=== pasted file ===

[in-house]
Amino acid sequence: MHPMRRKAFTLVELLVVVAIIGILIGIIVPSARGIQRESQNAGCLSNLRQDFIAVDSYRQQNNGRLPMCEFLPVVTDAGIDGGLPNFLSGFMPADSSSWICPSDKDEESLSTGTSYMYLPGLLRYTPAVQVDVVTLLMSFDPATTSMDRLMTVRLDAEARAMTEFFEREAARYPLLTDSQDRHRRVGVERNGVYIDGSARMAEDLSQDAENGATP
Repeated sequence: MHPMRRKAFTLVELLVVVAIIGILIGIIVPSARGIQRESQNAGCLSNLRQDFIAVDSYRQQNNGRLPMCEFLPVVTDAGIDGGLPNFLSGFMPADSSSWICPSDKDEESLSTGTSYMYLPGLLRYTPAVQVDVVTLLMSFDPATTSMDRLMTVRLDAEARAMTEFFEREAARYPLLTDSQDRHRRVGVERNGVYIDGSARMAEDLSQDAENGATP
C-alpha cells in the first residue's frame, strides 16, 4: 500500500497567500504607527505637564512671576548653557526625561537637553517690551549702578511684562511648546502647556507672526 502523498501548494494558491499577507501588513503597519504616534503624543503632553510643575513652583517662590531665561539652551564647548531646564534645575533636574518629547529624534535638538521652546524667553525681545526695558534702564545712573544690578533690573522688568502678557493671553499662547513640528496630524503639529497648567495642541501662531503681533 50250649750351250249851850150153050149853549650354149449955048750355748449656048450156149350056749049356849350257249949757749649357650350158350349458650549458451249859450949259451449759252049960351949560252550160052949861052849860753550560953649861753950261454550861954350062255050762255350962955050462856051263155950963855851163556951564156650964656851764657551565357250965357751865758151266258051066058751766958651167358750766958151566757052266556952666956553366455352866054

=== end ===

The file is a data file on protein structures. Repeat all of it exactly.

[in-house]
Amino acid sequence: MHPMRRKAFTLVELLVVVAIIGILIGIIVPSARGIQRESQNAGCLSNLRQDFIAVDSYRQQNNGRLPMCEFLPVVTDAGIDGGLPNFLSGFMPADSSSWICPSDKDEESLSTGTSYMYLPGLLRYTPAVQVDVVTLLMSFDPATTSMDRLMTVRLDAEARAMTEFFEREAARYPLLTDSQDRHRRVGVERNGVYIDGSARMAEDLSQDAENGATP
Repeated sequence: MHPMRRKAFTLVELLVVVAIIGILIGIIVPSARGIQRESQNAGCLSNLRQDFIAVDSYRQQNNGRLPMCEFLPVVTDAGIDGGLPNFLSGFMPADSSSWICPSDKDEESLSTGTSYMYLPGLLRYTPAVQVDVVTLLMSFDPATTSMDRLMTVRLDAEARAMTEFFEREAARYPLLTDSQDRHRRVGVERNGVYIDGSARMAEDLSQDAENGATP
C-alpha cells in the first residue's frame, strides 16, 4: 500500500497567500504607527505637564512671576548653557526625561537637553517690551549702578511684562511648546502647556507672526 502523498501548494494558491499577507501588513503597519504616534503624543503632553510643575513652583517662590531665561539652551564647548531646564534645575533636574518629547529624534535638538521652546524667553525681545526695558534702564545712573544690578533690573522688568502678557493671553499662547513640528496630524503639529497648567495642541501662531503681533 50250649750351250249851850150153050149853549650354149449955048750355748449656048450156149350056749049356849350257249949757749649357650350158350349458650549458451249859450949259451449759252049960351949560252550160052949861052849860753550560953649861753950261454550861954350062255050762255350962955050462856051263155950963855851163556951564156650964656851764657551565357250965357751865758151266258051066058751766958651167358750766958151566757052266556952666956553366455352866054